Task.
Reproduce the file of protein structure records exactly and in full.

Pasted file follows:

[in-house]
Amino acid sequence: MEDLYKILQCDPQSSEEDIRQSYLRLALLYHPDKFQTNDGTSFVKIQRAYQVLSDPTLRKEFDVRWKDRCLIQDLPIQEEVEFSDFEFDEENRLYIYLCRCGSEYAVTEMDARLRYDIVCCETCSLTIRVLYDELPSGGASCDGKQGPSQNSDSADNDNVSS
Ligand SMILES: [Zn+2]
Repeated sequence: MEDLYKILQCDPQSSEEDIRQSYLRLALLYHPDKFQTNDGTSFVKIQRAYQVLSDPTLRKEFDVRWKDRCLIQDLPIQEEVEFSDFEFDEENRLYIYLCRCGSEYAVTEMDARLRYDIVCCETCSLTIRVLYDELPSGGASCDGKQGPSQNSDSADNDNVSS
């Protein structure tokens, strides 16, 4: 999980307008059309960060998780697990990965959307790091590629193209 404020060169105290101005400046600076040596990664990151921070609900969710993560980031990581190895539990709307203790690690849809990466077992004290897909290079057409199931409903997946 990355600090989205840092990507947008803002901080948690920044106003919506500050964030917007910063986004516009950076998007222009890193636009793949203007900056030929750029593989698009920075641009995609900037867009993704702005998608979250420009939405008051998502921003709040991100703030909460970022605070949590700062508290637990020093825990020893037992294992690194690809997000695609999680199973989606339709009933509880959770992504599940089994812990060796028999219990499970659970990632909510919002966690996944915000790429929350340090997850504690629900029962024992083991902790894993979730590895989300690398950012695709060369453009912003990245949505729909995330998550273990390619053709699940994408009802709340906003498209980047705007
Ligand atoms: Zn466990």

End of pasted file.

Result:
[in-house]
Amino acid sequence: MEDLYKILQCDPQSSEEDIRQSYLRLALLYHPDKFQTNDGTSFVKIQRAYQVLSDPTLRKEFDVRWKDRCLIQDLPIQEEVEFSDFEFDEENRLYIYLCRCGSEYAVTEMDARLRYDIVCCETCSLTIRVLYDELPSGGASCDGKQGPSQNSDSADNDNVSS
Ligand SMILES: [Zn+2]
Repeated sequence: MEDLYKILQCDPQSSEEDIRQSYLRLALLYHPDKFQTNDGTSFVKIQRAYQVLSDPTLRKEFDVRWKDRCLIQDLPIQEEVEFSDFEFDEENRLYIYLCRCGSEYAVTEMDARLRYDIVCCETCSLTIRVLYDELPSGGASCDGKQGPSQNSDSADNDNVSS
């Protein structure tokens, strides 16, 4: 999980307008059309960060998780697990990965959307790091590629193209 404020060169105290101005400046600076040596990664990151921070609900969710993560980031990581190895539990709307203790690690849809990466077992004290897909290079057409199931409903997946 990355600090989205840092990507947008803002901080948690920044106003919506500050964030917007910063986004516009950076998007222009890193636009793949203007900056030929750029593989698009920075641009995609900037867009993704702005998608979250420009939405008051998502921003709040991100703030909460970022605070949590700062508290637990020093825990020893037992294992690194690809997000695609999680199973989606339709009933509880959770992504599940089994812990060796028999219990499970659970990632909510919002966690996944915000790429929350340090997850504690629900029962024992083991902790894993979730590895989300690398950012695709060369453009912003990245949505729909995330998550273990390619053709699940994408009802709340906003498209980047705007
Ligand atoms: Zn466990």